A forced rest day, but I think was much needed. We were able to skype the family, and then I left Jon at the hotel while I made my way to the bike shop. Problem! I can’t speak Spanish and they didn’t speak English. We had to communicate via google translater on their PC, and it didn’t look good when he said he didn’t have the part we needed. Luckily he then explained that another friend’s bike shop had it in stock, and it would be ready in 1 ½ hours. What a touch! If they weren’t able to help, the only way Ronnie would have made it to Cuba would have been in a box.
Even on a rest day there is always so much to do – we are trying not to think ahead of ourselves, but the week we arrive back in the UK is packed with press commitments (not trying to sound too nobbish!), but Holly has everything under control.
Another pikey lunch – this time eating footlong subways sat on the hotel driveway waiting for Berto who very kindly offered to put us up for the night (saves another hotel cost). Class! We felt bad when the security gate at his place jammed against his brand new jeep, but he was surprisingly chilled about it. It was cool being shown round Choluca (a lively student town), and we filled our boots with more inferno food, before looking round container city – as the name suggests it was a whole load of ship containers with bars and restaurants specifically for students – well cool.
One thing about downhill is the wounding realisation that we now had to make our way back up to 7,300ft today to reach Puebla. The heat is back and cooking us every mile we cover. Finding another toll road, we put our heads down and pushed down the thighs at a dizzying 9mph into a headwind – rubbish! When a landcruiser pulled alongside, Jon thought they had run out of petrol. I was more annoyed that they had stopped my sluggish rhythm. It actually transpired that Davide and his girlfriend Anna spoke perfect English and he was really keen on cycling and triathlons and wanted to hear about our adventure. They were so nice, and started trying to contact some friends along our route to see if we might be able to stay with them. It was refreshing for us to be able to speak English again to other people, and they really wanted to help us in any way they could.
One of their friends, Berto, lived just outside Puebla and Davide said to give him a call when we were nearby. Unfortunately we couldn’t get through so soldiered onto Puebla and decided to settle on a hotel instead. At our last breather (god these hills are killing me), I noticed a worrying wobble on Ronnie’s crank – it looks like the bearings have gone, and after kicking ourselves for not getting the buckled wheel changed in Chiang Mai, I knew that we needed to get to a bike shop quickly.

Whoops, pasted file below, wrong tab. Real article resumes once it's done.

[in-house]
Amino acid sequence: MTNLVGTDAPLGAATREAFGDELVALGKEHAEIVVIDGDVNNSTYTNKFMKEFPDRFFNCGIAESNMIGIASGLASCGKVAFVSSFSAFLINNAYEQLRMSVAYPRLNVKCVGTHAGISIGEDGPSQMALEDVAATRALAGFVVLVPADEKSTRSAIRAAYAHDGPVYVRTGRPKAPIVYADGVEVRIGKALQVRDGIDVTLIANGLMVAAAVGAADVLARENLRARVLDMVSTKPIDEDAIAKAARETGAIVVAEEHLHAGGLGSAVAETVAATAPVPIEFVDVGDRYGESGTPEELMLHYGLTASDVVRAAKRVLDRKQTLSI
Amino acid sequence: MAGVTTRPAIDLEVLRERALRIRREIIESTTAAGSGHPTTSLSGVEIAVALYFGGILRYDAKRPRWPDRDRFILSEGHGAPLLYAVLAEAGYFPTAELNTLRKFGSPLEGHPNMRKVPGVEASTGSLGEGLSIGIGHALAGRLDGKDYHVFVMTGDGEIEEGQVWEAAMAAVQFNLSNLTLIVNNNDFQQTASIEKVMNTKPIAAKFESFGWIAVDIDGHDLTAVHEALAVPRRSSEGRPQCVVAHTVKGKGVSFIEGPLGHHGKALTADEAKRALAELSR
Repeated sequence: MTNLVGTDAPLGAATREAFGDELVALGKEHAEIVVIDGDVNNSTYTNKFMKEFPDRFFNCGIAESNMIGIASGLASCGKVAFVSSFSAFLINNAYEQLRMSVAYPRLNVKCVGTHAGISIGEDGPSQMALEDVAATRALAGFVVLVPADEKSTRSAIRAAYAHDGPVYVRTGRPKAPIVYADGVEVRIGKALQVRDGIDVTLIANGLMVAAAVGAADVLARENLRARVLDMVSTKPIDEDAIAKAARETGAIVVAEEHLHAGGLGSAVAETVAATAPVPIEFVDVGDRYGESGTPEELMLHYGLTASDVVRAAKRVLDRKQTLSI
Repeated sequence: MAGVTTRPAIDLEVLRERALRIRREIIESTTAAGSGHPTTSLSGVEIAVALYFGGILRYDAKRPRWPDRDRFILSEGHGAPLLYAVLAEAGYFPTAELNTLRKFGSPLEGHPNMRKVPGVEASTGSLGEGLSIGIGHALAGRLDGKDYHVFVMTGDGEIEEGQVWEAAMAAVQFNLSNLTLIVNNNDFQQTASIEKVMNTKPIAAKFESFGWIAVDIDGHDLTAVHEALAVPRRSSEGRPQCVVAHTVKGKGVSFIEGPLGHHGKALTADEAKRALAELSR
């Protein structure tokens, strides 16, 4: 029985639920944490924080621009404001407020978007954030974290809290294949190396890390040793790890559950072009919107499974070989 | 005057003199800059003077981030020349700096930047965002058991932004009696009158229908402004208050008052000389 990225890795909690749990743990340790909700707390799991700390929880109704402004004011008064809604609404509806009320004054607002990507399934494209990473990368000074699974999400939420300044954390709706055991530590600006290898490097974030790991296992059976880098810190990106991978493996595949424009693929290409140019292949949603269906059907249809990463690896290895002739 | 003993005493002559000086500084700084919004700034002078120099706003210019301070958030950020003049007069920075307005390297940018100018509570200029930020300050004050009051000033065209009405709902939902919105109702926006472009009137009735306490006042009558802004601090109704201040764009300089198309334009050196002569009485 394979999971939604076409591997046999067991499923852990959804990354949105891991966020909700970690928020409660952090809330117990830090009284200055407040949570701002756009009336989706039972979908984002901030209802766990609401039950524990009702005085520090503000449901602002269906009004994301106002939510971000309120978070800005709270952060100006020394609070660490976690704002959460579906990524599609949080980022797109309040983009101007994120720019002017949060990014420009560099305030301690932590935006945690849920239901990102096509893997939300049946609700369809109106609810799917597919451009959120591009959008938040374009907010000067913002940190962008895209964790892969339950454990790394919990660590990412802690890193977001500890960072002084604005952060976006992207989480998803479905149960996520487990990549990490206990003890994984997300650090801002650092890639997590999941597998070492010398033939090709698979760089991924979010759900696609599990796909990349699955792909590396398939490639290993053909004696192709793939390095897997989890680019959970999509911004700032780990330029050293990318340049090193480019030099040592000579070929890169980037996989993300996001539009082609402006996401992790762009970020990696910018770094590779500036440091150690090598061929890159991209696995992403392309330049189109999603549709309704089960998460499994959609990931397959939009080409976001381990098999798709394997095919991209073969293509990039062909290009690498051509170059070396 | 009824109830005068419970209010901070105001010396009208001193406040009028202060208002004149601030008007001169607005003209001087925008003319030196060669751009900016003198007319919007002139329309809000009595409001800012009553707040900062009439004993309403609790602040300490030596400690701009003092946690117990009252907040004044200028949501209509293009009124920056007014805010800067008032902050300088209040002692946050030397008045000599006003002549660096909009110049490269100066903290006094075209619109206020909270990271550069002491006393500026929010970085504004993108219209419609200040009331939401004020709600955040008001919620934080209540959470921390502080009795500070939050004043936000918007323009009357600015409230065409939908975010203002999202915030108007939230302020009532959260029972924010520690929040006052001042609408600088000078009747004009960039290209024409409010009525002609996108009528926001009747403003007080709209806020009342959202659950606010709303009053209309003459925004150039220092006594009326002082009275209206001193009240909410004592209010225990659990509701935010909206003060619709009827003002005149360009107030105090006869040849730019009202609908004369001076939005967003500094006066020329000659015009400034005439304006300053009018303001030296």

We hooked back up with Davide and Anna at our hotel and they very kindly bought us dinner (at least we knew what we were ordering), as well as introducing us to Berto who came along too. And he knew a bike shop owner in Puebla, and arranged for them to look at the bike in the morning. Another amazing occurrence on our challenge.
Explaining to the ‘Rodge the Yank’ that we were now heading to Cuautla, all he said was good luck. And when stopping at the traffic lights a Mexican yute driver raised his eyebrows when we told him. “Bro this aint a game of tidily winks!” You see today we were cycling cross country over a mountain range, off the safely of the more steady inclines of the toll roads, and up to the highest point of the Tropic of Cancer for Cancer Challenge – 10,400 feet, or 2 miles above sea level!
Luckily, the Mexican gang member Alberto cycled with us for 10 miles out of Toluca, which really helped point us in the right direction. We would have been proper lost without him, even though we were worried as we weaved through little shortcuts of his home town. We are in hillbilly territory now and I wasn’t liking the hills either, and we weirdly found ourselves in a Saturday morning cycle race. There were a few kids there who should have taken it a bit easy on the burritos, and Jon was loving racing them, until the map flew off his bike and got proper ‘trucked’ by about 5 artics!
He then got carried away and raced passed the junction we needed to turn left at. I was not happy having to chase him downhill, and then having to cycle back. Jon then lost concentration trying to straighten the tent and faceplanted the asphalt. Luckily he was going slowly uphill, but it was a stark reminder that even with just 12 cycling days left, we can’t take our eyes off the ball.
We are having to dig deep, harder than any training we have done, taking each 100ft of assent at a time, and after what seemed like an eternity (and several buckets of sweat later, we reached the magical 10,400ft peak! If we were in Europe now this would be a ski resort! Now it’s all downhill right? Wrong! We turned the corner and the best view in the world greeted us. We were literally up in the clouds and could see for miles across Mexico. Awesome! Squealing down the 1500ft descent (our brakes are cooked now!), Jon mentioned that we still had another pimple of a hill to do (250m) to get back to the toll road. More like a big angry puss-dripping hill bro, it nearly finished us both off. We managed 50m at a time, this was the steepest hill of the challenge – even a bloke on his rusty bike walked up the hill quicker than me!